Ashton Kutcher exercised his freedom of speech on February 15 math when he stood before the Senate Foreign Relations Committee and outlined the alarming issue of sex trafficking, along with four recommendations using advanced technology.
The first time I was introduced to this issue was last year, my sophomore year of high school, in an Interact Club meeting. In all honesty, I had no idea this issue existed, and it took me several minutes of the speaker's presentation to fully let it sink in. I was shocked at the reality that people, mostly young girls, were being kidnapped, transported or "shipped," then sold to other traffickers. It is an actual business. An actual industry that traffickers make unthinkable amounts money from. This speaker certainly educated me on the issue, but it was not until last week when the issue resurfaced.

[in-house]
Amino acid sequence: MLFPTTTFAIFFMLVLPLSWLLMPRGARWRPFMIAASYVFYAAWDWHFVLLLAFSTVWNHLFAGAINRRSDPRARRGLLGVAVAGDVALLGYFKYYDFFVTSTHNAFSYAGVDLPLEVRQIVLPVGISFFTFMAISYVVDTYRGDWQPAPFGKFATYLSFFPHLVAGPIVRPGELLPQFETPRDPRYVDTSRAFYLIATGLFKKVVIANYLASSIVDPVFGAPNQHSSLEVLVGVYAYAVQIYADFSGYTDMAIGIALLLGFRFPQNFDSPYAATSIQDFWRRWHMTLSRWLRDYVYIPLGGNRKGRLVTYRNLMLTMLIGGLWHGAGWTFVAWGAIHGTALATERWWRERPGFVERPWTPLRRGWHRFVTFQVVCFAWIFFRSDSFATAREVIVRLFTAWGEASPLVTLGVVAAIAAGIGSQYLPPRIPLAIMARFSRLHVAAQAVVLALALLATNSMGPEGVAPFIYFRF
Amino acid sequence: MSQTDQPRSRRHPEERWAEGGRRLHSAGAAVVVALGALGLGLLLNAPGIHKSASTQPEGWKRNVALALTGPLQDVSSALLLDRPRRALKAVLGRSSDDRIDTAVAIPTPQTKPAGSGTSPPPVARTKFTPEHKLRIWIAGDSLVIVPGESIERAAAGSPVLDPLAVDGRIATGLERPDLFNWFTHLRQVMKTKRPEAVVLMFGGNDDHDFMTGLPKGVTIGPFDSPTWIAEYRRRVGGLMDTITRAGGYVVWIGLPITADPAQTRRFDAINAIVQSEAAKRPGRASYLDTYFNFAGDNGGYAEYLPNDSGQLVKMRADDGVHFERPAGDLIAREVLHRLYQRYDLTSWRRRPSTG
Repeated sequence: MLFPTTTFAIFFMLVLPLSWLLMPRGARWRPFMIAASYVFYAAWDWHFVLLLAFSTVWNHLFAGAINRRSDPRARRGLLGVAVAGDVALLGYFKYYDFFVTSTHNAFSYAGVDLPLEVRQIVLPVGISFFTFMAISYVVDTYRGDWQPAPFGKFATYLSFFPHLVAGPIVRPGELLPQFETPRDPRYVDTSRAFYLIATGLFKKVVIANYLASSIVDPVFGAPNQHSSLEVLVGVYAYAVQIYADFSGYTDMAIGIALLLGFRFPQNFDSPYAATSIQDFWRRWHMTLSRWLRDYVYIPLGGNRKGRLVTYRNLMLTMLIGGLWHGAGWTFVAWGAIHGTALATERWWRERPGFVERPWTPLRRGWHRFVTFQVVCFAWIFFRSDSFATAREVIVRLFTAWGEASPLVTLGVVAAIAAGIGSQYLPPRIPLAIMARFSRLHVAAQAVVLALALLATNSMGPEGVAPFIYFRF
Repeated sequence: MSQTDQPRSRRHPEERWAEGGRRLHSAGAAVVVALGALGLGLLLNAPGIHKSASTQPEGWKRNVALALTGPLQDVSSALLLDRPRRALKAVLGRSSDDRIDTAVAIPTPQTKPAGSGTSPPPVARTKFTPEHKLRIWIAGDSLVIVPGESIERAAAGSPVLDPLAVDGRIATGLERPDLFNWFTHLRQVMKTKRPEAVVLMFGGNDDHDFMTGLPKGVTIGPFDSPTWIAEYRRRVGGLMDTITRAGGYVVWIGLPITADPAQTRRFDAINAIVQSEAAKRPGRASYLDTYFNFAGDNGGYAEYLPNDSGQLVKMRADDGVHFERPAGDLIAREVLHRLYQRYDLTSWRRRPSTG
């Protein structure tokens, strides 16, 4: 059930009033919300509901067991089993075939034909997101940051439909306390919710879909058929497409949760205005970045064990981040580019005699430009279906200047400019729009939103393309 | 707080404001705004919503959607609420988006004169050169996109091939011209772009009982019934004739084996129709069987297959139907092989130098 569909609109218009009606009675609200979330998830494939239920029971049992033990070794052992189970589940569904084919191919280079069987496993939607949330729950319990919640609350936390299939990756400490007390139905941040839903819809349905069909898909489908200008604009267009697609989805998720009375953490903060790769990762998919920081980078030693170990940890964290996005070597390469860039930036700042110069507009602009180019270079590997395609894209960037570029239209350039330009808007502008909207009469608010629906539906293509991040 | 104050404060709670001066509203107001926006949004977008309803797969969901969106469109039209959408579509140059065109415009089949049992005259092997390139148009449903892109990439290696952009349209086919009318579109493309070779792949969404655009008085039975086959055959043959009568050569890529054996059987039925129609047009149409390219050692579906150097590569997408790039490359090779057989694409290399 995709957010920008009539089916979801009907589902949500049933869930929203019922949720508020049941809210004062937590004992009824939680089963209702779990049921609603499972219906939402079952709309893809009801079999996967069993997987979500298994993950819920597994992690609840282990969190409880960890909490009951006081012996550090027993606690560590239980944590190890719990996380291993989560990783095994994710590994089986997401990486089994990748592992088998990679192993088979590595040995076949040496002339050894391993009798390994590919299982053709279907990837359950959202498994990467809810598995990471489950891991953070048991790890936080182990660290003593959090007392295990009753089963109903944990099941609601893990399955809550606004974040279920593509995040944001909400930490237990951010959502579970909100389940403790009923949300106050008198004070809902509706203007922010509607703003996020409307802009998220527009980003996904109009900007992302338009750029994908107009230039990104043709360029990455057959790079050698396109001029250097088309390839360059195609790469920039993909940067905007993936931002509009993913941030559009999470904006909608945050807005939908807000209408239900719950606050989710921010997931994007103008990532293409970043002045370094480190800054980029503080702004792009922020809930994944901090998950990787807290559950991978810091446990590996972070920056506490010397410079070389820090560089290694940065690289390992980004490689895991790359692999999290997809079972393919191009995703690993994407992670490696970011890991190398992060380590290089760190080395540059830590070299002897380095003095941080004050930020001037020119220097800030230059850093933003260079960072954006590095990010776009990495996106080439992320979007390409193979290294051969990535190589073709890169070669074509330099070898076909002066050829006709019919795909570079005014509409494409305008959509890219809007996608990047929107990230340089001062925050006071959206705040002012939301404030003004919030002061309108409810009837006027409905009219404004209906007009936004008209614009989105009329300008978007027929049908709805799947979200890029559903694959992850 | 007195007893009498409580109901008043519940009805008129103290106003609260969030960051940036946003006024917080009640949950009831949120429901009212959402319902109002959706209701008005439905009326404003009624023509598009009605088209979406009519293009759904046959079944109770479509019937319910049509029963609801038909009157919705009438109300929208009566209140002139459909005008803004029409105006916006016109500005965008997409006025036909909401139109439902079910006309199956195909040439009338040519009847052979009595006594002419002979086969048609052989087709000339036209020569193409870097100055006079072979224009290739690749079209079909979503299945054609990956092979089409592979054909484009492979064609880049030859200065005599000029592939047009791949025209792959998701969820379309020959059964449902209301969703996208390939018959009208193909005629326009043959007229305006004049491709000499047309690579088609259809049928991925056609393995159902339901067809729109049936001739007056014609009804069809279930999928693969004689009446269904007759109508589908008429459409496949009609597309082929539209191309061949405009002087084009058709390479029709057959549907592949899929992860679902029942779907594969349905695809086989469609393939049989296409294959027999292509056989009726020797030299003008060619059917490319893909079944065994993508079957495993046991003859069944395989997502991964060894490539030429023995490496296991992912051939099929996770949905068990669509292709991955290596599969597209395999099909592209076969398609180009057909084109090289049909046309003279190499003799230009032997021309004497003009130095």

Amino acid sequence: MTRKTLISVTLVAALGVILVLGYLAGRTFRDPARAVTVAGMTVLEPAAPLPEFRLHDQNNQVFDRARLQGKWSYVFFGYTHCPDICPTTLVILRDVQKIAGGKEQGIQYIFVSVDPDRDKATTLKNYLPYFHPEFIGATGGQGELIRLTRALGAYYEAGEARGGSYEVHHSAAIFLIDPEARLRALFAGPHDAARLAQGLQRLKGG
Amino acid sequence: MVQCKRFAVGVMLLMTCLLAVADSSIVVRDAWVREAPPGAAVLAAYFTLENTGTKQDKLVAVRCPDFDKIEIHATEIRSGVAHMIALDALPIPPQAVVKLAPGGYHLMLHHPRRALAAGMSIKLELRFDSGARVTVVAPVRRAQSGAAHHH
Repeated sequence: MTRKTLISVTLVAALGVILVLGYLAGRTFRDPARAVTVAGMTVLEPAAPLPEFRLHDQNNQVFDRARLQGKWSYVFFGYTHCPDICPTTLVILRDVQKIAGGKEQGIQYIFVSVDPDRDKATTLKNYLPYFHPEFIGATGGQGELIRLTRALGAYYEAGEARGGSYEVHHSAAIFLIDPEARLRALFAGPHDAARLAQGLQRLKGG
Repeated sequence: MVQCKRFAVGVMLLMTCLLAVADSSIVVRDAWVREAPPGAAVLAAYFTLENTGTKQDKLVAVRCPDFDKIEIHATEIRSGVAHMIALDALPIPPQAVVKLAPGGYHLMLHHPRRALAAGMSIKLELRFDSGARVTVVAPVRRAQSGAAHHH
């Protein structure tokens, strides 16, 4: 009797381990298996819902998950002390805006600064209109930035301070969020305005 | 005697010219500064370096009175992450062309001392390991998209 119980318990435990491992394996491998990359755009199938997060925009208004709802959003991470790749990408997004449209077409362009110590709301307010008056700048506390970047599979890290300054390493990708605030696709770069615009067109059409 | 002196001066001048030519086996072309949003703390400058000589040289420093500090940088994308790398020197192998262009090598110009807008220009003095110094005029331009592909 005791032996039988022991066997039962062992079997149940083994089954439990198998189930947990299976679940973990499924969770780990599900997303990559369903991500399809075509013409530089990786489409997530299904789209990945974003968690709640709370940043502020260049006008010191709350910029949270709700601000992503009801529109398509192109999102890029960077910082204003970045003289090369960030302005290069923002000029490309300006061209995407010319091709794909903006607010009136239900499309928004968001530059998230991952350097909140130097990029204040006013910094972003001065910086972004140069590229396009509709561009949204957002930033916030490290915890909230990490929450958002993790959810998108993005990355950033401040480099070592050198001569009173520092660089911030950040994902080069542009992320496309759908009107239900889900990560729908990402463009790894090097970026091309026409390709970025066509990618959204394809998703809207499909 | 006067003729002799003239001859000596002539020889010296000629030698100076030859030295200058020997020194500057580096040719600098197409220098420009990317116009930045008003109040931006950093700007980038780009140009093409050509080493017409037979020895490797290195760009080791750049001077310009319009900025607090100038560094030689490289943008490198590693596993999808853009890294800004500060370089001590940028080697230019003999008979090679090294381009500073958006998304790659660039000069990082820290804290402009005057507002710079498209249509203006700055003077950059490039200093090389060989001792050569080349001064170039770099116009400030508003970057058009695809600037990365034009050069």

I was scrolling through the "Trending" videos on YouTube and saw C-SPAN's video titled "Ashton Kutcher FULL OPENING STATEMENT." As a lawyer on my school's Mock Trial team, I delivered the opening statement on a much lower scale but nonetheless, a statement pleading my case. So seeing a popular figure like Ashton Kutcher, somewhere other than "The 70s Show" or "No Strings Attached," and especially before the Senate, immediately caught my eye.
The video was about fifteen and a half minutes, longer than many of the YouTube videos I watch. I expected to watch a few minutes of it, but I was so engaged in his speech and persuaded by his words and his mission that I ended up watching the entire video. I even made time stamps of the lines that stood out to me, knowing for sure that I'd have to write an article on this and refer to it.